Cyber Space

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Assam University Journal of Science & Technology: Physical Sciences and Technology Vol. 4 Number II 58-66,2009 Jurisdictional Jurisprudence and Cyberspace Golak Prasad Sahoo Law School, Banaras Hindu University, Varanasi- 221005, India Abstract The paper deals with Jufisdictional Jurisprudence and cyberspace, in general. In order to ?rotectthe democra.tic rights of citizens in the borderless world, courts allover are strugglingfor coming up wIth a coherent doctrme of personal jur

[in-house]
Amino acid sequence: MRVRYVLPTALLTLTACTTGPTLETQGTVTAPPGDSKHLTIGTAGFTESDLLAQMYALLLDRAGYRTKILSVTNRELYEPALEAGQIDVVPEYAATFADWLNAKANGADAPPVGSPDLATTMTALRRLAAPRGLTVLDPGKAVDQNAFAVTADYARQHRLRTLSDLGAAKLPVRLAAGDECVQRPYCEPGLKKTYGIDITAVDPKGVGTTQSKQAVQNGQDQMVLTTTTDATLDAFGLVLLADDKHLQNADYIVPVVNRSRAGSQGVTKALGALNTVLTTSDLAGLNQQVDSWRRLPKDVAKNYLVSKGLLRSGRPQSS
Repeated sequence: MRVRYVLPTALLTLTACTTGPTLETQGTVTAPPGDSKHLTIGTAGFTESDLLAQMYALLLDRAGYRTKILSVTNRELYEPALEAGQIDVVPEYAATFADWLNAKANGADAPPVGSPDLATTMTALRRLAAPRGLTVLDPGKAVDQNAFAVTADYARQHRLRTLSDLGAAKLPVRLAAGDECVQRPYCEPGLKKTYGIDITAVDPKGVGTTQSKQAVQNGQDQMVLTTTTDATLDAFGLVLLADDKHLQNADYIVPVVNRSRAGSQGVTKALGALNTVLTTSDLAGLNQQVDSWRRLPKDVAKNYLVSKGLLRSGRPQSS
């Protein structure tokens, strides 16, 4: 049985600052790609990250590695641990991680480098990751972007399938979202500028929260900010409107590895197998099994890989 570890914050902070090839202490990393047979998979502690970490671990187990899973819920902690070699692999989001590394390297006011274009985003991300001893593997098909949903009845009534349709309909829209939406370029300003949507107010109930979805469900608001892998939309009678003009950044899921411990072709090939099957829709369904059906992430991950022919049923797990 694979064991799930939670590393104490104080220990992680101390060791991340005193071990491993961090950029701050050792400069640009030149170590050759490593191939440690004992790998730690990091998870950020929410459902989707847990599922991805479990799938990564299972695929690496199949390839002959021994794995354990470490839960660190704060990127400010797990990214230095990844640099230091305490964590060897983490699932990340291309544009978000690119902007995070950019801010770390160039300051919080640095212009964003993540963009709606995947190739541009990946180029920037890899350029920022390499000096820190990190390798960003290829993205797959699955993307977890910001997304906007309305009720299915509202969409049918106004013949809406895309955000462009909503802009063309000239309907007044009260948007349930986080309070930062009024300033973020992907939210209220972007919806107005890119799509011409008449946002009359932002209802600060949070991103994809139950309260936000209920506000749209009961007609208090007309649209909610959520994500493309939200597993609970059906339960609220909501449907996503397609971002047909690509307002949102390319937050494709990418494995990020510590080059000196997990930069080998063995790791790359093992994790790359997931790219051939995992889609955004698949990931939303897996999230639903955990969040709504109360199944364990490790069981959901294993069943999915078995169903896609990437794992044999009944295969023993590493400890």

Assam University Journal of Science & Technology: Physical Sciences and TechnologyVol. 4 Number II 58-66,2009 Jurisdictional Jurisprudence and Cyberspace Golak Prasad Sahoo Law School, Banaras Hindu University, Varanasi-221005, India Abstract The paper deals with Jufisdictional Jurisprudence and cyberspace, in general. In order to ?rotectthe democra.ticrights of citizens in the borderless world, courts allover are strugglingfor coming up wIth a coherent doctrme of personal jurisdiction for the internet transactions. Introduction: In the new millennium, the major coups of the'Techno-Scientific Culture' have resulted a new pad of 'Information Revolution' which has touchedsocio-economic organizations and governmentalstructure of human beings. The chief foci of Information Technology are they defeat thegeographical, legal and jurisdictional boundaries of a particular sovereign nation; and it is rightlysaid 'Netizens and web-sites are nowhere and allover the place'. In this context, the InformationRevolution' has created for itself one of the mostdebated questions i.e. of jurisdiction. Sincejurisdiction is the 'sin qua non' of administration of ustice, a judgment or order or decree is passedby the court without having the jurisdiction, suchjudgment, or order or decree can be said as coram non-judice -before a courtwhich has nojurisdiction of he matter or before one who is ndtajudge, and its invalidity can be set up wheneverit is sought to be enforced as a foundation for aright even at the stage of execution or collateralproceeding.The laws rel~~ing to jurisdictional jurisprudencecharacterisiflg in the terms of the subject matter,territorial aspects, pecuniary and prescribe aspectshave been diluted, and do not answer to theemerging issues posed by the cyberspace referringto the standard test laid down in the past nineteenthcentury doctrine. To meet the ends of justice, anew brand of urisdictional j urisprudence has beenemerged with startling results as there is little orno domestic legislative recognition of he need toevolve a distinct set of legislations for internetjurisdiction. Before appreciating the decisions of the various courts of the United States of America and India, the quintessential question remains;-What is the meaning and the connotations ofthe word 'Jurisdiction'?'Jurisdiction', according to The EncyclopaediaAmerica is power or authority. It is usually applied to courts and quasi-judicial bodies describing thescope of their right to act.Jurisdiction in the sense of udicial power, oftendescribes the general authority of a court to hearand determine controversies and to carry itsjudgement into effect. In this abstract sense it doesnot relate to particular case, but instead refers tothe scope of courts, capacity to act within certaingeographical boundaries and in connection withvarious kinds of legal controversies. In a morelimited sense, jurisdiction means the power of acourt to make valid and binding determination in particular controversy. This kind of jurisdictionrelates solely to the court's authority in terms of the specific subject matter and property which areinvolved in the case under consideration. Encyclopaedia Britannica defines, ''jurisdiction in general, the exercise oflawful authority, especiallyby a court or a judge and so that extent or limitswith which such authority is exercisable. It hasprimarily a territorial signification, but where itspower are otherwise limited, it is rather a mater of competence and in system of law based oncodes this distinction is more clearly evident thanit is in English and U.S. law . -58 -  Halsbury's Laws of England clearly acknowledgesjurisdiction as, Where, by reason of any limitationimposed by a statute, charter or commission, acourt without jurisdiction to entertain any particularclaim or matter, neither the acquiescence nor theexpress consent of parties can confer jurisdictionupon the court, nor can consent give a courtjurisdiction The apex court of India observed, a defect of jurisdiction strikes at the very authority of he courtto pass any decree, and such a defect cannot becured even by consent of parties. The Hon'bleHigh Court, Bombay held that the jurisdiction of the court would be ousted, if here was a bar to themaintainability of he suit . In wider sense the expression jurisdiction does notmean the power to do or order the act impugnedbut generally the authority of he judicial official to act in the terms of subject matter, the prescriptivematter, the pecuniary and the territorial aspects.A court may be given exclusive jurisdiction inrespect of a particular subjectmater by theSovereign, or the constitution or statute, and it mayprescribe restrictions/constraints in respect of hepecuniary or the territorial aspects. Therefore, thecourt need not always have an unfettered anduncircumcised authority to deal with even with aparticular subject matter. However,jurisdiction toentertain the suit is different from the point of maintainability of the suit. The court may havejurisdiction to entertain a suit in relation to thegrievances made by the plaintiff yet the suit asfield may not be maintainable for various reasons.Similarly a suit may be otherwise maintainable,yet the court in which the suit is instituted may nothave jurisdiction to entertain the same. Cyberspace andJ urisdiction On the threshold of the twenty first century, the'knowledge capitalism' is the guiding stars in thespectrum of social, economic and political fields,and by virtue of new inventions and innovations,it drafts history of e-era in realm of post modernisation.In a country like ours there is a novel saying that,'Ubi jus ebi remedies'-there is a right and there isa remedy. In the last two decades, the pervading impact of information technology being atransnational character poses a serious threat tothe administration of justice. At this juncture afundamental question crops up which courtswould have jurisdiction to adjudicate disputesbetween the parties transacting on the internet? Awidely recognised view which is gaining groundreality is that the existing law of jurisdiction is redundant for the cyber world and an entirelydifferent set of rules is required to govern thejurisdiction over the internet which is free fromthe shackles of geographical borders. Position in America According to the U.S. constitution, the lawsuitscan be brought either in a state or of federal court.Provided that the state in which the court is locatedmust have a long-arm statute which allows thecourt to assert jurisdiction over non-residentdefendant. Although these statutes will differ fromstate to state, Fifth and Fourteen Amendments of the U.S. Constitution lay down the outer limitsfor the courts while asserting jurisdiction. Thismeans that before asserting jurisdiction over thenon-resident defendant, the court has to complywith the provisions laid down in Fifth and FourteenAmendments Due process Clouse.Before moving further, it is pertinent that the United States hasnot codifiedthe law of jurisdiction. Due to this, Courts (mainly SupremeCourt) have evolved the various theories tomeasure the legitimate exercise of udicial powerover the parties to the litigation. In view of above, it is necessary to study the history of the development of the American law of urisdiction.From early times, in United States the law of jurisdiction has been classified as follows;- Subject matter of jurisdiction It is the cause, the object and the thing is dispute.The authority of a court to decide a particular type of case is called subject mater jurisdiction and is set by the federal or state constitution or by thestatute ofthe state. Personal jurisdiction Personal jurisdiction is concerned with the power of the court to decide a case between the parties.For a court to exercise jurisdiction, there must bea statutory or Common Law Source of urisdiction,which does not surpass the limitations imposed by constitutional dues process. Personal - 59-  jurisdiction may be ( a) General or (b) Specific;(a) General jurisdiction equates to 'continuous andsystematic contacts' with the forums, whether ornot the contacts are related to suit. It would allowthe forum to assert jurisdiction for any cause of action. Or(b) A specific jurisdiction may arise from even afew contacts with the forum related to the suit. It would permit the forum to assert jurisdiction onlyto adjudiCation a dispute to which the contacts arerelated. Prescriptive jurisdiction PresGriptive jurisdiction is the exercise of stateauthority to regulate local conduct, transactionsand activities. The very first U.S. Restatement, laiddown in the 1934, mentionedsome simplemechanical rules for choosing what law to applyin case of inter jurisdictional litigation. In suchcases the substance of the claim will determinethe application of he rule, e.g. in a wrong relatedto 'torts' the first restatement provided that the law of the place where wrong is committed will beapplicable. Thus, the last event necessary to makea wrongdoer liable for the alleged tort would beconsidered. In absence of clear rules and regulations, the courtsin the United States of America have devised newjurisprudence in order to resolve rivalry grievances of the parties in cyber jungle. Prior to the midnineties, there were very few decisions by U.S.Courts on competence over the Internet disputes.Since 1995, there has been a true explosion of cyber space litigation. American courts have usedvarious tests to determine whether they havejurisdiction over the Internet disputes. Some courtshave simply applied traditional rules while otherhas tried to devise new tests to accommodate thepeculiarities of he medium. (a) Pennoyer Theory The traditional law of personal jurisdiction in theUnited State is reflected in the landmark decision of the US Supreme Court. In the Year 1877,Penn oyer laid down the fundamental principlesthat every state possesses exclusive jurisdictionand Sovereignty over persons and the propertywithin its territory and no state can exercise directjurisdiction and authority over person and propertywithin its boarder. Due to these laws one statecould not infringe the laws of another state becausethat other state is also a sovereign power .However, off late during 18th and early 19th.centuries, the federalist model of urisdiction uponwhich Pennoyer theory was founded no longerreflected political and commercial reality. Afterthe second world wars, there was an exponential growth of industrialization, urbanization, modernisation and 'computerization in the allwalks of ife. The expansion ofthe United States,international Commerce after the world wars andthe increasing ease of ravel across the state linescreated problems when state could not assert jurisdiction over entities that established connections with the state. The interstate movement of goods and persons compelled thestates to provide a way for their citizens to suenon-residents in local court. Unfortunately,Pennoyer Test could not stand the test oftime, asit has the effect of prohibiting the states formexercising personal jurisdiction over persons andthings physically located outside of its territoriallimits. Due to this, and to keep a pace with thechanging needs ofthe society, the state started toenact long arm statutes, which permitted the localcourts to exercise personal jurisdiction over nonresidents-defendants. Provided the exercise of jurisdiction did not violate the 14th Amendment of the US Constitution. (b) Minimum Contact Theory Now States wanted to give its citizens an optionto sue non-residents in local courts. The impact if these changes couldbe seen in a landmarkjudgment in which theUnited Supreme Courtupheld a Massachusetts Statutes, deeming thatnon-residents using the roads of Massachusettsconsented to be used in that state. After analysingthe perspective of natural person, the court heldthat a state may sue a non-resident foreign corporation provided the corporation has minimum Contact Test with the forum state andprovided that exercise of jurisdiction does notviolate the principle offair play and justice . Thiscase permits the exercise of urisdiction in the light of virtual presence of defendant within a sate.Furthermore, the minimum contacts principlesdeveloped by Supreme Court in International ShoeCo. v. Washington, Office of Unemployment - 60-  Compensation and Placement et al. Accordingly principle , the court held that, the e-mail, Web it analysed the distinction between specific and page, and forum message were both directed atgeneral jurisdiction. Historically, personal Arizona and allegedly caused foreseeable harmjuris,diction could only satisfy due process ifthe to EDIAS. The defendant, in the instant case foreign defendant was present within the operated a computer Bulletin board system fromjurisdiction or consented to jurisdiction. However, their home California. They loaded on theirU.S. Supreme Court by this case Cleared the mist . bulletin board images depicting bestiality, oral sex,that was gathered around in 'in rem jurisdiction incest etc. Access to these files was limited to theand personam jurisdiction', by making it clear that members who were given password after they paidthere must be certain relationship between non-a membership. Subsequently, an undercover agentresidents property and law suit. The factual matrix was accepted as an agent. When the agent of he instant case; A New York Volkswagen dealer downloaded explicit mate~ials pertaining oral sex,sold a car t6 New York residents. The New York incest, bestiality etc. in Memphis in Tennesseecouple relocated to Oklahoma where they met with which violated moral standard laid down inan automobile accident that injured the wife and Teimessee District. The defendant belonging tochild. The purchaser filled a suit in Okalahoma the resident of California vehemently objected thatunder its'long-arm statute claiming defective that-act did not occur in the territorial jurisdictionautomobile design . The Supreme Court held that Tennessee rather California. The Sixth Circuitthe defendant corporation did not have minimum relying on the effects test delivered ajudgmentcontacts with state of Oklahoma because they that Tennessee court is enough competent tolimited their sales, advertisements and business entertain the matterwithin the New York only. The sole fact that then (d) Purpose/ulAvailment Theory product sold was readily movable in commercedid not subject to the defendants jurisdiction of courts outside the area of where they conductedbusiness. The court held that foresee ability hasnever been a sufficient benchmark for personaljurisdiction under Due process Clause. (c) Effects Theory When a defendant targets a particular forum, hemay be called to answer his or her actions in thatforum. The court asserted its jurisdiction on theprinciple that when the defendant knew that heraction would be injurious to the plaintiff, and thenshe must reasonably anticipate being sued into thecourt where the injury occurred. The EffectsPrinciple is of particular importance in cyberspace because conduct in cyber space often haseffects in various jurisdictions. A case centred onthat an allegation that New Mexico publishedallegedly defamatory business statements about an Arizona company. The plaintiff was a formerdistributor of he defendant. The defendant, whichhas no Arizona presence, sent e-mail to somecustomers and other known distributors, andposted information relating to the termination of the supplier/distributor relationship, which theplaintiff contended as defamatory on its Web site in the New Mexico. While endorsing the effectsThe concept of purposeful availment is thatperson by conducting activities within a stateenjoys certain benefits and privileges of hat stateand with these privileges certain obligation, alsoarises which bears nexus with the activities withinthe state which require them person to answerlitigations in that state. A principal theory advancedto justify that a non-resident defendant hassufficient minimum contacts with a forum relatesto whether or not the defendant has purposefullyavailed himself or herself of he benefits of doingbusiness in the jurisdiction. Parties who reach out beyond one state and creates continuing relationships and obligations with the citizens of another state are subject to relations and sanctionsin the other states for consequences of theiractivities. However, the United Courts held thatthe doctrine of minimum contacts would apply tocontracts of electronic nature. The factual matrix of the instant case as-Richard Patterson, locatedin Texas, entered into an electronic sharewareregistration agreement with CompuServe thatpermitted the use by Richard Patterson of theservices of CompuServe for the marketing andsale of his Internet navigation product. WhenCompuServe later marketed and sold its InternetNavigation Software, an Intellectual Property - 61 -